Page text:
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Nationalisation ArcelorMittal Steel Industry Economic crisis Economy France Arnaud Montebourg

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France could still nationalise ArcelorMittal furnaces, leading Socialist says

Edouard Martin, le délégué syndical CFDT-g), et ses camarades, sont déçus par l'accord obtenu par le gouvernement français et ArcelorMittal, Florange, le 30 novembre 2012. AFP

The French government might still nationalise ArcelorMittal’s blast furnaces at Florange, eastern France, if the steel giant fails to keep promises made to the government this week, a leading member of François Hollande’s Socialist Party said Friday.

“The condition put by the state was that ArcelorMittal commit itself to maintain jobs and development of the industrial project in the future,” said Socialist Party national secretary and MEP Harlem Désir Friday.

Dossier: Eurozone in crisis

Trade unions at the site accused the company and the government of betraying them on Thursday, following the European Union’s announcement that ArcelorMittal had withdrawn a bid for an EU low-CO2 steel production project.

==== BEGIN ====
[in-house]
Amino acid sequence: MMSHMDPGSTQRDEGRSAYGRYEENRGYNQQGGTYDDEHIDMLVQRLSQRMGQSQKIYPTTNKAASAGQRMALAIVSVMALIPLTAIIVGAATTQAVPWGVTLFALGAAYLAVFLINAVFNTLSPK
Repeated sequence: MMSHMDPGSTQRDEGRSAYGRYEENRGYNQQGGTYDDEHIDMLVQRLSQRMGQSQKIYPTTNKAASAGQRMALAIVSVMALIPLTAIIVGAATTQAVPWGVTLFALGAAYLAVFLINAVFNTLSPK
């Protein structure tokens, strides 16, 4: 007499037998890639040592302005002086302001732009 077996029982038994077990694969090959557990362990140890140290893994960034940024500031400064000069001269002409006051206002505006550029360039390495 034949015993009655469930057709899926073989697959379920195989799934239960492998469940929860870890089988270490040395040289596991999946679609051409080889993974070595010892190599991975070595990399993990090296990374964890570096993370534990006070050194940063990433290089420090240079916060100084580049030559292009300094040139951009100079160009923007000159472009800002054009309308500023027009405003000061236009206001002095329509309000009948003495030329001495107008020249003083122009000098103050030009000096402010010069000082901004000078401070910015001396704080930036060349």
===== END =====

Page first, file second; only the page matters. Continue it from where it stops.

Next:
The state could well revive the threat of nationalisation, made by Industrial Renewal Minister Arnaud Montebourg when the company threatened to close the site, if it fails to keep its commitments.

Unions say that the Ulcos environmentally friendly steel production project is the only hope for the Florange blast furnaces to be brought back into action and cried treason when the EU announced that the bid had been dropped because of “technical problems”.

Désir insited that there will be a further bid, adding that the French government has committed 150 million euros and Mittal 180 million euros over five years to ensure that Florange would work on the project.

On Thursday Prime Minister Jean-Marc Ayrault’s office insisted that there well be a “Ulcos 2” and expressed disappointment at the unions’ reaction.

And President François Hollande declared himself a “guarantor” for the deal signed with the company this week.

Ayrault earlier quashed Montebourg’s threat to temporarily nationalise the site while waiting to sell to another owner, claiming that it was unviable and would cost “at least a billion euros”.

Local workes, who occupied the furnaces, supported the take-over threat, as did the majority of French people, according to opinion polls.

ArcelorMittal’s Indian boss, Lakshmi Mittal, on Friday promised to keep production in France, in a letter to employees, and rejected claims that the company had broken promises to the French government made in 2006.

The latest agreement meant that the company would not demolish the blast furnaces for six years but would “provisionally” halt production there, he wrote.